A number of severe breaches of civil liberties and fundamental legislative principles are now proposed to make an inglorious return in Labor’s bill. This includes the re-instatement of the reversal of the onus of proof – meaning farmers will again be considered guilty until proven innocent – and removing ‘mistake of fact’ as a defence for alleged offences involving vegetation management activities. Criminals in Queensland will again have more rights than landholders.

While the provisions in the Palaszczuk Government’s bill are extensive and aggressive, horrifically, they are also retrospective to 17 March 2016. Despite not being agreed to by the Queensland Parliament, these proposals are effectively in place as of the date of introduction into the house. Existing rights to manage vegetation and procedural rights that normally accrue with respect to lodged applications on foot, have been unceremoniously thrown out the window.


As a North Queenslander, I particularly lament the fact that North Queensland will pay the highest price if the Palaszczuk Labor Government’s proposals succeed – a particularly cruel blow given opportunities on the Cape and in the Gulf were set to be key economic drivers and job creators. Also in North Queensland, indigenous communities will face yet another barrier, denying them the opportunity to develop their freehold land for the economic and social benefit for their people.

At a time when the Federal LNP Government is pushing to develop Northern Australia, the Palaszczuk Government – in conjunction with ideologically driven extreme green groups – is absurdly doing the opposite by moving to block opportunities in North Queensland to pursue new agriculture projects and precincts which involve soon to be prohibited vegetation management activities. This Labor-Green alliance is conspiring to deny North Queensland a chance to grow.


The positive steps forward taken by the former LNP Government on Queensland’s vegetation management framework are under serious threat from Labor, due to yet another pre-state election preference deal with the Greens. Late last year, Premier Palaszczuk humiliated her Natural Resources Minister, Anthony Lynham, by stripping him of his responsibility for the VMA and handing it over to a green left wing ideologue, Jackie Trad – an ominous sign for landowners.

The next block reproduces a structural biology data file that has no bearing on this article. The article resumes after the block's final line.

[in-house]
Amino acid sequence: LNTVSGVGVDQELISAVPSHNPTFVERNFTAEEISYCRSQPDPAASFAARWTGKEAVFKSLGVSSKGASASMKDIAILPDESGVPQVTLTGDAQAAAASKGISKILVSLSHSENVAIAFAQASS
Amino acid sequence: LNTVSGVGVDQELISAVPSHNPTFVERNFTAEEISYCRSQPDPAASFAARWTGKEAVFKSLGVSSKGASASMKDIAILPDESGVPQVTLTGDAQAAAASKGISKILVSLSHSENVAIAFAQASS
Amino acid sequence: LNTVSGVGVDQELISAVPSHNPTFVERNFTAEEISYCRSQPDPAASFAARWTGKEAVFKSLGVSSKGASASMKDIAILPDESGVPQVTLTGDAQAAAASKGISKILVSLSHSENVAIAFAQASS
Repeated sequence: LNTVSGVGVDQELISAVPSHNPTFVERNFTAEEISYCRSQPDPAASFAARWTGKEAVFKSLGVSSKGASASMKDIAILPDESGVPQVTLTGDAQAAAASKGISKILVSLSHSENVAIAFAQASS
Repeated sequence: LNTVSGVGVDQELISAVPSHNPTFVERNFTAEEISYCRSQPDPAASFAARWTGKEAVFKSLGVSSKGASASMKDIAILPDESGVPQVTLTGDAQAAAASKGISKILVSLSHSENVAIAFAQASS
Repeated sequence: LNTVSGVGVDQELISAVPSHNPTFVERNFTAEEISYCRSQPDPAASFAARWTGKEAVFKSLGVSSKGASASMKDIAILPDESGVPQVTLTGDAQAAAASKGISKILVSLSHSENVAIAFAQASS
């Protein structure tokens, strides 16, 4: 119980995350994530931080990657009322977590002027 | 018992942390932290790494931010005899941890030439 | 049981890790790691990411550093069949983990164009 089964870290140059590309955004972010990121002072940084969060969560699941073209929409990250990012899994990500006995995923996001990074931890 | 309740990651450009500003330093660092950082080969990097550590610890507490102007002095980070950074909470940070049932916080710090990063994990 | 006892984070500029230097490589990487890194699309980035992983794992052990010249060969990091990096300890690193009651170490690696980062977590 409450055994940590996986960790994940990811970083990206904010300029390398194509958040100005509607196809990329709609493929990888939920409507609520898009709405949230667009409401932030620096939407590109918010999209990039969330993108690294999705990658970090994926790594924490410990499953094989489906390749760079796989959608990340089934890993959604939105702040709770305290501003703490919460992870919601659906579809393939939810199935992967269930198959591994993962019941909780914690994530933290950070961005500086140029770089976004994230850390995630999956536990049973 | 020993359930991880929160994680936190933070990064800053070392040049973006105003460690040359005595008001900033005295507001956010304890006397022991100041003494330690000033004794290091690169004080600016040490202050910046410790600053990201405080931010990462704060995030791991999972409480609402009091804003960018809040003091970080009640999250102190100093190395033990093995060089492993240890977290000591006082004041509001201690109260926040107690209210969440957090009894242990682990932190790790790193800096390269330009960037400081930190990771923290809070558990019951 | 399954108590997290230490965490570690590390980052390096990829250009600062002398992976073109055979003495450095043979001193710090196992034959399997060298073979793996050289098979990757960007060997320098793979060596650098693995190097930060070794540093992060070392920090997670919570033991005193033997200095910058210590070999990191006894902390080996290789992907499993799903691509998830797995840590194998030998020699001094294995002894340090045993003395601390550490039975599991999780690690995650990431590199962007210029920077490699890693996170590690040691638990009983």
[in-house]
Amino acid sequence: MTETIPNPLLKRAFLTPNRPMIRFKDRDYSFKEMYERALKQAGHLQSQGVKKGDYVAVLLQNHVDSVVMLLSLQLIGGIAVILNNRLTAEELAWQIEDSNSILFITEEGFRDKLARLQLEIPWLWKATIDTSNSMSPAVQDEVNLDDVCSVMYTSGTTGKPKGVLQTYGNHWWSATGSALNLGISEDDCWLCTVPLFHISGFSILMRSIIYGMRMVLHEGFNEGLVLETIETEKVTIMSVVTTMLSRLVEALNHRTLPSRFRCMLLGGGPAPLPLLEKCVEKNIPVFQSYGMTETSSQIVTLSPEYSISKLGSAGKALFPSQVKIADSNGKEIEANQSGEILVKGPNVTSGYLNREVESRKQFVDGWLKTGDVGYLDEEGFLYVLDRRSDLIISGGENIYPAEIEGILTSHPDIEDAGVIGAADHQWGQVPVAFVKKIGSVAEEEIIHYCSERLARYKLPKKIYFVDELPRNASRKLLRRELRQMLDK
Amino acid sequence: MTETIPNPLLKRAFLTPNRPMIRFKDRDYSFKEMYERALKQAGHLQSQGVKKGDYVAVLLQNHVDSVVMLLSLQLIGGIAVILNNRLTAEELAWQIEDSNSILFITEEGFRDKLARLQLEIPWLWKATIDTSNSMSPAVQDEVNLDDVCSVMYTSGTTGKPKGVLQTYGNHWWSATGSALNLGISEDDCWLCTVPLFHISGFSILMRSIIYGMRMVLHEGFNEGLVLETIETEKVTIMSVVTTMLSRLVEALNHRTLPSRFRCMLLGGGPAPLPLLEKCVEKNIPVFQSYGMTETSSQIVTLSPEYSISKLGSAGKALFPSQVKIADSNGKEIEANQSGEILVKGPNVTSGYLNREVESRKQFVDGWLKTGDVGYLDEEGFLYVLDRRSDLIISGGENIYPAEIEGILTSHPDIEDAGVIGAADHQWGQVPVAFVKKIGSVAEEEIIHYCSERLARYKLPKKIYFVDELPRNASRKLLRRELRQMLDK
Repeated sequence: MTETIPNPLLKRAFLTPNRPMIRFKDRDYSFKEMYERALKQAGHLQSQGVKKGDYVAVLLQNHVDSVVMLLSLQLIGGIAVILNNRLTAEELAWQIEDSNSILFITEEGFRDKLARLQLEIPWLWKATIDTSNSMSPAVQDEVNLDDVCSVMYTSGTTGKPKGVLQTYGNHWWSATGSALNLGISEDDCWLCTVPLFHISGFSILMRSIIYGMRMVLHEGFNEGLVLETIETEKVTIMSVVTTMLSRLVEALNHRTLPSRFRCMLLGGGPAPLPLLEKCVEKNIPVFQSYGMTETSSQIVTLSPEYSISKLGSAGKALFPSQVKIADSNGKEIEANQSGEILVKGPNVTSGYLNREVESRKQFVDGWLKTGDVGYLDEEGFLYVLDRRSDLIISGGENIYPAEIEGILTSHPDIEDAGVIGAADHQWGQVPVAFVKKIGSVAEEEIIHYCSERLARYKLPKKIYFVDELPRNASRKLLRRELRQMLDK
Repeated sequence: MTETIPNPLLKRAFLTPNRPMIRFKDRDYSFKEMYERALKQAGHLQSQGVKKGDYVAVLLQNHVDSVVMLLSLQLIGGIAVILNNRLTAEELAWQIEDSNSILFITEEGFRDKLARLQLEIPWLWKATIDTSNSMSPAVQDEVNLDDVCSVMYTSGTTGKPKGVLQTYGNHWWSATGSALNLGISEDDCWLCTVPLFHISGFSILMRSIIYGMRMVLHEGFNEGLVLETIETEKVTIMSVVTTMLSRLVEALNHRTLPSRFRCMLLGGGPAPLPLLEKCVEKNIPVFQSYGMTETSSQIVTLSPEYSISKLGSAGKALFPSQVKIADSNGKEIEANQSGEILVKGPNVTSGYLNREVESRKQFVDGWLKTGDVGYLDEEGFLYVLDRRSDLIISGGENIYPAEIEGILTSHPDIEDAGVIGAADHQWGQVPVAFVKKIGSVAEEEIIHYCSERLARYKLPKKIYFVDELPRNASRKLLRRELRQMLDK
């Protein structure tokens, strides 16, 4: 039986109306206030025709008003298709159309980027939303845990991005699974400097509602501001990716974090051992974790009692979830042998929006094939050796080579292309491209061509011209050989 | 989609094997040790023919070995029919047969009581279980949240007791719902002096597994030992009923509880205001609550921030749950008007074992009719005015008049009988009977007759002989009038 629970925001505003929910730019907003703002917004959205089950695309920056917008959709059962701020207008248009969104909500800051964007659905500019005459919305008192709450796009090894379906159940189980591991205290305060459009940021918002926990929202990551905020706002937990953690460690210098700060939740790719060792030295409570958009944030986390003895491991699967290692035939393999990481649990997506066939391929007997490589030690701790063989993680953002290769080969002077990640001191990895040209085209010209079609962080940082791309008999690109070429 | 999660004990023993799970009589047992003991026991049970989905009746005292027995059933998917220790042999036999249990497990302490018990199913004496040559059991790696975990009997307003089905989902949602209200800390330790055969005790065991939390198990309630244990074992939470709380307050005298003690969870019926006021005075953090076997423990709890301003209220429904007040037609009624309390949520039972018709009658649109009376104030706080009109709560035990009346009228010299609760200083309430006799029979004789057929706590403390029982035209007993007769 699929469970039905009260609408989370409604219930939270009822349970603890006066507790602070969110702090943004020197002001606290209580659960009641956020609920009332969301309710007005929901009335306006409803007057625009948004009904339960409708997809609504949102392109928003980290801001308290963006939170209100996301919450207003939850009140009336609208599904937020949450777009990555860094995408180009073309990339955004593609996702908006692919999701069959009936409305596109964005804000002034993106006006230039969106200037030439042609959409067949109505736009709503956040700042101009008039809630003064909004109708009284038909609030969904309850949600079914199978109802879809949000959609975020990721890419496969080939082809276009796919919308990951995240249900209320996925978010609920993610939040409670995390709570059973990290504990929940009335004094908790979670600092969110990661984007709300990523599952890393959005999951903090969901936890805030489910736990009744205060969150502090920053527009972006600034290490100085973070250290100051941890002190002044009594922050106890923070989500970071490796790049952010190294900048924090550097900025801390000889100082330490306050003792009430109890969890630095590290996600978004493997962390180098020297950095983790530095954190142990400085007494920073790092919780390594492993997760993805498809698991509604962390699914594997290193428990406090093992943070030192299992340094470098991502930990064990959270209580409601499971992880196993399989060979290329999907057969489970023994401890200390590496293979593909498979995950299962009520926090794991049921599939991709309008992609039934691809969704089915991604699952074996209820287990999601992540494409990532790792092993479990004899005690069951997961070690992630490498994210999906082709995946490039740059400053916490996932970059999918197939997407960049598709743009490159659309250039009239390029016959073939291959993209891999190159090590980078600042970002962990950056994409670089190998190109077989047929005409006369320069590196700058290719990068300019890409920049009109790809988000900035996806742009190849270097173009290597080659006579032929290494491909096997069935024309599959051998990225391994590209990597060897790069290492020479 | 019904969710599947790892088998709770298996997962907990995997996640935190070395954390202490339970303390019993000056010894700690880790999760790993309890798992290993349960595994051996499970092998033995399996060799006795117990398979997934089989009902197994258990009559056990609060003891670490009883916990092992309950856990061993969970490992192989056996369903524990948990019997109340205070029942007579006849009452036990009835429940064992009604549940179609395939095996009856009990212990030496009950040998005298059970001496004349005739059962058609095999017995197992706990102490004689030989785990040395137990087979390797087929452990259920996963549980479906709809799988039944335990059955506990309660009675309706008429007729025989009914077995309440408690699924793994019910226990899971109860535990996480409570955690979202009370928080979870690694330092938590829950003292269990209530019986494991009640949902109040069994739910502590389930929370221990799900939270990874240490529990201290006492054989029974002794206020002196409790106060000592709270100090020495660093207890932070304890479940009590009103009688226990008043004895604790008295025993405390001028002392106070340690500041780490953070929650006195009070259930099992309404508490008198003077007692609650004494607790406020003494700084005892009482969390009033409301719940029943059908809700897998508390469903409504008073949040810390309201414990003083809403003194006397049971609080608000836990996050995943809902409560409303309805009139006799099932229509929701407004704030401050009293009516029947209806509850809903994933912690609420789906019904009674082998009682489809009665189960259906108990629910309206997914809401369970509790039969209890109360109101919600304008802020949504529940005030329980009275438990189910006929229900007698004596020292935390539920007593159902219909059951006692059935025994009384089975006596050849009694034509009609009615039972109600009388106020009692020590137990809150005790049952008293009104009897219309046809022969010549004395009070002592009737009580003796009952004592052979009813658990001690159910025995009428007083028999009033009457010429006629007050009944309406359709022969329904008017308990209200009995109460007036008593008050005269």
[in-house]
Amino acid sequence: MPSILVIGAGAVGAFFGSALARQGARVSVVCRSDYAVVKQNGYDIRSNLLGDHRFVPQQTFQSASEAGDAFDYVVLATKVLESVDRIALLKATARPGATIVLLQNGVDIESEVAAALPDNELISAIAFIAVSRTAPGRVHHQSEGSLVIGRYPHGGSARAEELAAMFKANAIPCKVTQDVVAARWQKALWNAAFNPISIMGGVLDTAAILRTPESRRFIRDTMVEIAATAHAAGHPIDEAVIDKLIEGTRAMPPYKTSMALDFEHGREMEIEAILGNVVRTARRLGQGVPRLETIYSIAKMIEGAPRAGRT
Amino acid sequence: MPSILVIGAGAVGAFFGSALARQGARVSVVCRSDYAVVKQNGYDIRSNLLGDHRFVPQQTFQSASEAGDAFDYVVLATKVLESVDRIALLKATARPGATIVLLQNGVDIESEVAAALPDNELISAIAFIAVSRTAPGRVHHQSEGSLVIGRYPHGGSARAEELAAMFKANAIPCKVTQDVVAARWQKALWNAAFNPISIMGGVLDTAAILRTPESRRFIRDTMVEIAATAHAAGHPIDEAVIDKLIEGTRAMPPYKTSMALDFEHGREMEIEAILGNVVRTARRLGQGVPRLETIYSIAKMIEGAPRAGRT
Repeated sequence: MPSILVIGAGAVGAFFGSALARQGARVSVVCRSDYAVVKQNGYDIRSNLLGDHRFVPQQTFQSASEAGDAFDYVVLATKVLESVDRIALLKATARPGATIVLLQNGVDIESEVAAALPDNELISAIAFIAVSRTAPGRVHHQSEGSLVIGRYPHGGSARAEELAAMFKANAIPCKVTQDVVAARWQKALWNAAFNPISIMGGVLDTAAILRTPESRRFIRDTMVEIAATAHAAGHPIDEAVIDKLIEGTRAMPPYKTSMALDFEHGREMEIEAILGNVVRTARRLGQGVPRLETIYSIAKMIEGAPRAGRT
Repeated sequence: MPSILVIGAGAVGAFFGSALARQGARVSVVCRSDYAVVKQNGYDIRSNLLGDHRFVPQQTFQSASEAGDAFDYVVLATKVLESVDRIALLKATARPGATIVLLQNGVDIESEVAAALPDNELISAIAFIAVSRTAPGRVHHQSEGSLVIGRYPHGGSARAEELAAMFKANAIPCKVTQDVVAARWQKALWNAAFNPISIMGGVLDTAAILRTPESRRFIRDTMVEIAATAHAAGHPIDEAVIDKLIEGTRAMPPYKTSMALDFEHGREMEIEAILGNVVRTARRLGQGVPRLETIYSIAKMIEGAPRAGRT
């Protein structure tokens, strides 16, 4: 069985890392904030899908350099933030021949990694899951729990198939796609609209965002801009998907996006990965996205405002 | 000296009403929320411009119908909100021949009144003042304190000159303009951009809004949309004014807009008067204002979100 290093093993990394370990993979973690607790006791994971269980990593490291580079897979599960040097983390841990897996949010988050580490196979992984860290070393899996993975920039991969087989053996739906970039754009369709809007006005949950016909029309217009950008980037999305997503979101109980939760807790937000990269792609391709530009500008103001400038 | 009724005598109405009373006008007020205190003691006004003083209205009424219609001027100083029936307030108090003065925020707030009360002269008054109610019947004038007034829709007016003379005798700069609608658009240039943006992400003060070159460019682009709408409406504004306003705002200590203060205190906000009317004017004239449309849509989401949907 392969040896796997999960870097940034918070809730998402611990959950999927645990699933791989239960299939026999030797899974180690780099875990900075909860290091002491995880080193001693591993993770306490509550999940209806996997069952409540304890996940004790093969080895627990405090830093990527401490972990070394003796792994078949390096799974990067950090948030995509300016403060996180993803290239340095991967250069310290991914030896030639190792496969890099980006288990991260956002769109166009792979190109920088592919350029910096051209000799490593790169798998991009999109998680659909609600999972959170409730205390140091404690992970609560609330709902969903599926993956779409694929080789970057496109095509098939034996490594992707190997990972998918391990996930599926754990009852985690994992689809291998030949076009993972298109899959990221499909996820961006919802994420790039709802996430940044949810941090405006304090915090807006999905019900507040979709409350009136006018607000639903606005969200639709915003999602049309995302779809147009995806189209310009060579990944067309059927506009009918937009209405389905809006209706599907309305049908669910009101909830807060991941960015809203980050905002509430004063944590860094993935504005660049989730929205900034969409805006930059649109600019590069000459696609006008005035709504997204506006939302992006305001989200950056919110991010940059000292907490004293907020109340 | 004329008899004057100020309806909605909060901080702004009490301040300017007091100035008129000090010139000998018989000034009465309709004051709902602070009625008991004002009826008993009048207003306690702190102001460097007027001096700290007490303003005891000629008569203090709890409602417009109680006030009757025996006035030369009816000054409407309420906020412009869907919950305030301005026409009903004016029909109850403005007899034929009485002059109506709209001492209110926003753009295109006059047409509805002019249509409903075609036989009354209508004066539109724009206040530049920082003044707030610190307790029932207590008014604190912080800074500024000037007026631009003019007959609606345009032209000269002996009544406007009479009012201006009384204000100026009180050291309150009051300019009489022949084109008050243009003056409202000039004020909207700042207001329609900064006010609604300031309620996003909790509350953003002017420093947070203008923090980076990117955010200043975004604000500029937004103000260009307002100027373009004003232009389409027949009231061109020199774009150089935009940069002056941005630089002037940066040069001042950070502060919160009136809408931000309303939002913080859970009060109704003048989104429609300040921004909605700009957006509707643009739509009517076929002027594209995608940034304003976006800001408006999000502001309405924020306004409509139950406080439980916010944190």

Minister Lynham’s supposedly iron clad commitment to Queensland’s agriculture peak bodies and landowners – that Labor would only make changes after a consultative roundtable process produced a report with recommendations – lies in tatters. The roundtable met only once and has not produced a report, or any recommendations. Reportedly, the extreme green groups refused to attend the roundtable discussions, underlining the political emasculation of Minister Lynham.

Instead, the extreme greens lobbied the Palaszczuk Government directly, demanding Labor implement their preferred changes to the VMA. This is a disturbingly familiar course of events for the agriculture sector. In a Matter of Public Importance speech in the Queensland Parliament last week, I outlined the complete failure of this consultation process as a key reason why the LNP Opposition would take the unprecedented step of voting against the introduction of the bill.


Labor’s indifference towards agriculture and Queensland’s regional communities is once again on display. If the provisions of the Palaszczuk Government’s punitive vegetation management bill are agreed to by the Queensland Parliament, it will send a violent shudder through the confidence of our agricultural sector and cripple the prospects of significant investment in Queensland’s regions. However, in the current hung parliament, the result is far from certain.

The LNP delivered much needed, common sense changes to the vegetation management framework in 2013. The LNP stands resolute and absolutely committed to defend those reforms. As Labor gears up for another assault on the property rights of landowners in Queensland, I want it make it very clear that both I and our entire parliamentary team will fight them every inch of the way. However, we do need your support and assistance to spread the word and raise awareness.

While the LNP fought for and secured extra time for the parliamentary committee to take submissions and prepare a report on the bill, its provisions were obviously prepared by the extreme green groups. They have insider status with the Palaszczuk Labor Government. We need landholders and regional communities to reach out to urban residents and metropolitan communities to help bridge the gap between the cities and the bush. This is a call to arms.